Baseball is random. A below average pitcher can dominate a good lineup and a bad lineup can destroy an elite starting pitcher. Volatility reigns in small sample sizes. As there is so much risk inherent in starting pitching, fantasy owners are forever searching for the diamond in the rough. When we see a sub-par pitcher (or one we perceive as sub-par) dominate a good lineup, we raise an eyebrow. When we see a sub-par pitcher dominate a bad lineup, we often dismiss it. Today, I am going to very briefly discuss Brandon Finnegan, who I wrote about during the offseason, and his dominant start last night.
Without rehashing too much of the material from my previous article, I was high on Finnegan because he improved his results late in the season after undergoing a change to his pitch mix. His full season results hidthe progress he made late in the year. Last night against the Phillies, he continued to build upon his success from late last season.
Finnegan’s late season surge was keyed by his increased change-up usage. He learned a grip that he liked from Dan Straily and as he increased its usage, his K-rate soared and results improved. Last night, he maximized his three pitches – a rising four seamer that averaged 94 MPH (2.3 MPH increase from 2016), a slider and the change – to produce a tremendous opening game result – 7 shutout innings with 9 Ks and 1 BB.
Given the gains that Finnegan experienced late last year, I would not simply dismiss this as a poor pitcher making the best of a great situation against a bad offense. I put my money where my mouth was in a league where I got a scare from Garrett Richards and promptly scooped Finnegan off waivers for a healthy FAAB price. I wanted to ensure that I got the player given my affinity for his late season skills that appear to have carried over.
Aside from Finnegan’s performance last night, here are my takeaways from the last two days (April 5-6, 2017):
–A.J. Pollock has shown that he is an elite fantasy player when healthy. Any doubts about whether the elbow would affect him going forward should be erased, he possesses elite bat control, good power in a good ballpark and the Arizona front office has not discouraged him from running. If you get 145 games from Pollock, he is going to be a top 15 bat.
-James Paxton fans should rejoice. He was consistently pumping upper 90s heat with good command and fooling Astros hitters with his curve. The strikeout total was not gaudy (5Ks in 6 IP), but the Houston lineup is good and when he was not generating swings and misses, he was inducing weak groundballs – a positive indicator considering his batted ball struggles from a year ago.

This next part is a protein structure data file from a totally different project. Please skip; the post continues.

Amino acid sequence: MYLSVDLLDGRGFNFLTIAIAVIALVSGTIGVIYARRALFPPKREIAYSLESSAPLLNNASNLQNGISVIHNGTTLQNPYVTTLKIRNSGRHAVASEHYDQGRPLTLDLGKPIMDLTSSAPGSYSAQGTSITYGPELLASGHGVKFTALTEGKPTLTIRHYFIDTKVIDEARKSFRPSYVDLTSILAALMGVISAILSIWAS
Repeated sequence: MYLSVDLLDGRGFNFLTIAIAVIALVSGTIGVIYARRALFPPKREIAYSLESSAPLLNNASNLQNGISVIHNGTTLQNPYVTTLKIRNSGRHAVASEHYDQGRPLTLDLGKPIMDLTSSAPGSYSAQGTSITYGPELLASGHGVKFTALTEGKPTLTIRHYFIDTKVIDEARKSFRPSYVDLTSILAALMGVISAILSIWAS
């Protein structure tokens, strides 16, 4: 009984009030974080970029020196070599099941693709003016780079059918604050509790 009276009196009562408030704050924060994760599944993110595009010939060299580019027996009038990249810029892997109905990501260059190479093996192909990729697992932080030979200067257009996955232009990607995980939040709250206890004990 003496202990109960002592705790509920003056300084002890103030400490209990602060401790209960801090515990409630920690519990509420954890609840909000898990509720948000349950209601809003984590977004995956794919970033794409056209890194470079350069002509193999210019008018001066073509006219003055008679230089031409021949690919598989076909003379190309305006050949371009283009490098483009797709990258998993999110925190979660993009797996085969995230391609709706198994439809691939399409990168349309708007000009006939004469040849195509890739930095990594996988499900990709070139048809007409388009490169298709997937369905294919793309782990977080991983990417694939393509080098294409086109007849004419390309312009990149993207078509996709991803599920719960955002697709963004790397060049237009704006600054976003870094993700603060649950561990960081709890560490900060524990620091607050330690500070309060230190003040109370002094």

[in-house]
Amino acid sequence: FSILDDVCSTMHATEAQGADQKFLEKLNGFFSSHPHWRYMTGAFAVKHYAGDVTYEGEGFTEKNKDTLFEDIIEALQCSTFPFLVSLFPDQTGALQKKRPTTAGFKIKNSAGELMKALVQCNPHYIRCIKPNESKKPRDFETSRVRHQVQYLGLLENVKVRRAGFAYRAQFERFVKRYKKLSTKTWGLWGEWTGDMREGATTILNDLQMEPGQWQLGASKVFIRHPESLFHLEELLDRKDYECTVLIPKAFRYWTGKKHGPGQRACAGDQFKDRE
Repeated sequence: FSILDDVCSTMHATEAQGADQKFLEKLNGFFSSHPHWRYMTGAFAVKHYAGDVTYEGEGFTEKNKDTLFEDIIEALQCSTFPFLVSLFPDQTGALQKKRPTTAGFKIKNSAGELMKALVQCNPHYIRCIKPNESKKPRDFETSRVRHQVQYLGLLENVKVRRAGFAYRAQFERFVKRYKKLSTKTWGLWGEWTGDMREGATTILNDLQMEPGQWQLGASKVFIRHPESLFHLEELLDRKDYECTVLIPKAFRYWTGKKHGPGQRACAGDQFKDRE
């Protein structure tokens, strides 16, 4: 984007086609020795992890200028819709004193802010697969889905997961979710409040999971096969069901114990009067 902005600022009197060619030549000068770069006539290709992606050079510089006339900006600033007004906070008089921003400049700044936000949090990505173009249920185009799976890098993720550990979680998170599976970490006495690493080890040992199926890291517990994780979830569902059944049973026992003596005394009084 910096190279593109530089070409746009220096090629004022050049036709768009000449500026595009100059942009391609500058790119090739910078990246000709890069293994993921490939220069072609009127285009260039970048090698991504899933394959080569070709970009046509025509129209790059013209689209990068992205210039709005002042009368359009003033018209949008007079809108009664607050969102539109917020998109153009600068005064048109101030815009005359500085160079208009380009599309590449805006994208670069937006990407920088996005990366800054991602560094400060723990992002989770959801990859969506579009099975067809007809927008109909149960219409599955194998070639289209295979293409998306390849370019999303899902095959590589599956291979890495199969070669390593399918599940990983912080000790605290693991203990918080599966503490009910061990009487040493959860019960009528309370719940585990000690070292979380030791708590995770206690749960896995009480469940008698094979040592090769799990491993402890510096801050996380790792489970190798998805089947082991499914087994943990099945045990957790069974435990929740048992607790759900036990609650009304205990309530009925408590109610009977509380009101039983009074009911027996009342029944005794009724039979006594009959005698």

-Corey Dickerson is a player that did not have much preseason buzz after an underwhelming first season in Tampa. Dickerson excelled to close last year with a new hitting coach and early results have been positive this season. Additionally, Dickerson is hitting leadoff v. RHP at the moment. He makes for a nice waiver add especially for those that are waiting on J.D. Martinez, Ian Desmond or David Dahl.
-Dylan Bundy was masterful last night. Breaking stuff was sharp, velocity was good – it was very encouraging. We spoke about him on the podcast, which will be out soon, and it was amazing to me that he was owned in just 24% of Yahoo! leagues. After last night’s performance, it’s already up to 36%. That is still not close to high enough. There is major breakout potential here.
–Travis Shaw is off to a very hot start and is batting clean-up in Milwaukee. Remember that Milwaukee is one of the best parks for increasing left-handed power so Shaw’s 20 homer ceiling, might be closer to 25-30 HRs.
-As far as power sinkerballers go, I am buying Kendall Graveman over Clayton Richard. Graveman has increased his velocity again and has outstanding movement on the pitch. He could be a solid mid-rotation option this year, but I would still keep him on the bench in smaller parks. I need to see another start from Richard given last year’s results, but at minimum, he has earned some increased attention.
-Coming off an uninspiring WBC stint, Andrew McCutchen has done little to allay the concerns of his owners with a 0-9 start with 3 Ks. Obviously, it is super early, but McCutchen is not among my early buy low targets.
-I am not terribly worried about pitchers showing poor command/control (Jharel Cotton, Zach Davies, Matt Shoemaker, Ian Kennedy) in one start. Remember, these pitchers are traveling from Florida and Arizona to much different climates. That fact combined with first start nerves is enough for me to wait another two or three turns through the rotation before cutting bait on most of these pitchers.